International museum of ceramic design
International Museum of Ceramic Design
The International Museum of Ceramic Design (MIDeC), or Civic Collection of Pottery, is a fitting tribute to Laveno Mombello and its pottery tradition.
From 1856 onwards, the town has hosted thousands of potters, including some of international fame, who have created beautiful objects intended for everyday use and refined artistic products of high quality.
The International Museum of Ceramic Design is housed in Palazzo Perabò, a prestigious 16th-century building located in Cerro, on the shores of Lake Maggiore on the tip of the promontory that juts out into the lake south of Laveno.
With a recently renovated beautiful double cloister walk, the palazzo has endured a complex, curious and highly eventful history . Palazzo Perabò was built on the wishes of counts Guilizzoni from Cerro at the end of 1500s, when the leadership of the county was handed over to this local family. Over the centuries, the ownership of Palazzo Perabò was transferred several times until it was put up for auction and purchased by Don Leopoldo Perabò who transformed the building into a non-profit organisation. After Perabò's death the building was used for a variety of purposes: a home for the elderly , school , clinic and agricultural college. That was until 1968, when the municipal administration of Laveno decided to purchase the building in order to display the valuable collection of local pottery. On 9 May 1971 the museum was inaugurated under the name Civica Raccolta di Terraglie (Civic Collection of Pottery).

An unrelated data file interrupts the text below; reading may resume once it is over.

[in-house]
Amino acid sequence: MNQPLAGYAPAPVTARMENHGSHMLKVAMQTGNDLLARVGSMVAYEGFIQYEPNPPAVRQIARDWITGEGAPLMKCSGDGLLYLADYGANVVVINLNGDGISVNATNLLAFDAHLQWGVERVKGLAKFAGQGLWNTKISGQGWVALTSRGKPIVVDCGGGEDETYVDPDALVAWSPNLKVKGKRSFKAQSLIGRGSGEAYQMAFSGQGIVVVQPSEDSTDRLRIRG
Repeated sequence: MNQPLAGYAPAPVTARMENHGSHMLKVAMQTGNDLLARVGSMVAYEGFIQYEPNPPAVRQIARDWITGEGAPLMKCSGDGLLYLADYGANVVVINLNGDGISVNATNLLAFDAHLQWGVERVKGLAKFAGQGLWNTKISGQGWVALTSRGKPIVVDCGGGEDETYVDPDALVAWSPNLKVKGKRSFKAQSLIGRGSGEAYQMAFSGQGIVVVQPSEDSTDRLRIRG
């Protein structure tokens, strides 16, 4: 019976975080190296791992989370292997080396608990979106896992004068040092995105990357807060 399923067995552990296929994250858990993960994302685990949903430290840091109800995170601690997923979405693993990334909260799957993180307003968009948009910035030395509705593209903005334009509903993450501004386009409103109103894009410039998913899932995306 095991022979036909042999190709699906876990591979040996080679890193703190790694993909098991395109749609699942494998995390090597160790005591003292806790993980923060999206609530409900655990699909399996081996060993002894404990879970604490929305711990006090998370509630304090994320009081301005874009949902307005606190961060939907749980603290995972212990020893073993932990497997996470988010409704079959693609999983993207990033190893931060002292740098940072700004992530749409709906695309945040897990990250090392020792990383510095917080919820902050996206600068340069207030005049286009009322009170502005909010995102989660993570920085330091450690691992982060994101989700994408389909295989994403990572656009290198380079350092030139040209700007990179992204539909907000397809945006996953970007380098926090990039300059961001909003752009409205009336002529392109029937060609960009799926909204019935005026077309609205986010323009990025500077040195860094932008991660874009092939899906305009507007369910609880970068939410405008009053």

The collection documents the production of earthenware from the mid-1800s to the present day in the Lombard area.
On the main floor of the Palazzo, numerous rooms are set up that display pieces (mostly from the collection of artistic pieces by Richard Ginori) such as finely decorated large vases, umbrella stands, dishes and tableware created between the late 19th and early 20th century by the craftsmen of Italian Ceramic Society (SCI) of Laveno Mombello. Other works on display include Art Nouveau-style objects and rare specimens of sanitary fittings made by Italian and foreign companies. Sculptures and ceramic panels by A. Biancini, A. Campi, G. Andlovitz, P. Melandri and G. Gariboldi adorn the walls and halls of the Palazzo, attesting to the highly artistic works produced in Laveno's ceramic workshops.
In the last decade, the collection has been enriched with works by contemporary artists who believe that the world of ceramics is deserving of further investigation.